The fantasy extends to Van Nest Polglase's set of Venice that looks like a full-scale Art Deco Disneyland. White walls swoop around a curvy canal crossed by staircase-arched bridges. It's Venice as an operetta stage show, with plenty of dance space and room for only a few tables. It's an amazing concoction, an immense set for a show that's lighter than a feather.
Warner's DVD of RKO's Top Hat is a handsome presentation. The negatives for all of these 30s musicals were more likely than not printed to death in just a few years, leaving us with fuzzy 16mm prints for television, with audio to match. The transfer here is from reasonable 35mm elements that, a few scratches aside, look very good; dissolves tend to jump to a higher level of grain but most scenes are just fine. The audio cleanup is substantial, allowing us to appreciate the taste and technical abilities of 1935 engineers and mixers.
The commentary is hosted by author Larry Billman and Fred Astaire's daughter Ava Astaire. She warmly shares second-hand memories from her father while Billman shows that he knows just about everything there is to know about the film we're watching. Among other surprises, he points out Lucille Ball in a bit role. There's also an awful lot of reverent plot-talk, redundantly noting screen action we can see for ourselves.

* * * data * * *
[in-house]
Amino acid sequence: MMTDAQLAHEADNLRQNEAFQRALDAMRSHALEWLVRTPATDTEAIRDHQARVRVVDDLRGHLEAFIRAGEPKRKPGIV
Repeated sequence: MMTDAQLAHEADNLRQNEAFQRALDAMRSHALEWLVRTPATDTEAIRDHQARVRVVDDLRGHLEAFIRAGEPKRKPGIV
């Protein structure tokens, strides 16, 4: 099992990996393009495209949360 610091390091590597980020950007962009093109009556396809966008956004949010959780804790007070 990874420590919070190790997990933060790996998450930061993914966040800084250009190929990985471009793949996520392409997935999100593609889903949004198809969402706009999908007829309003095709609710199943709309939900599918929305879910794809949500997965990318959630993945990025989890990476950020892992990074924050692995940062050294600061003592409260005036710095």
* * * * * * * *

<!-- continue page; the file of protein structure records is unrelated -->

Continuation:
The featurette On Top: Inside the Success of Top Hat carries no creative credits beyond mention of an "in association with Summerland" outside vendor, and allows a number of spokespeople to try and explain the charm of Astaire and Rogers. The closest they come is quoting Katharine Hepburn: "He gave her class and she gave him sex." Some of the critics and authors have interesting facts to relate, but some younger dancers and performers deal mostly in clichés. We're also assured for the umpteenth time that were it not for Astaire and Rogers, America would never have survived the Great Depression. Maybe they're right.
Watch the Birdie is an early comedy short billboarding the then radio star Bob Hope. It's all dialogue-driven, naturally. Page Miss Glory is a grotesque cartoon about a bellboy in a hick hotel who dreams of the big time. Both were presumably chosen as time-capsule samples of what might have accompanied Top Hat in the theaters.
A trailer is also included. Subs for the feature are in English, French and Spanish.
On a scale of Excellent, Good, Fair, and Poor, Top Hat rates:
Video: Very Good
Sound: Very Good
Supplements: Commentary by Fred Astaire's daughter, Ava Astaire McKenzie, and film dance historian Larry Billman; featurette On Top: Inside the Success of Top Hat; Comedy short Watch the Birdie with Bob Hope; cartoon Page Miss Glory; Trailer
Packaging: Keep case
Reviewed: August 6, 2005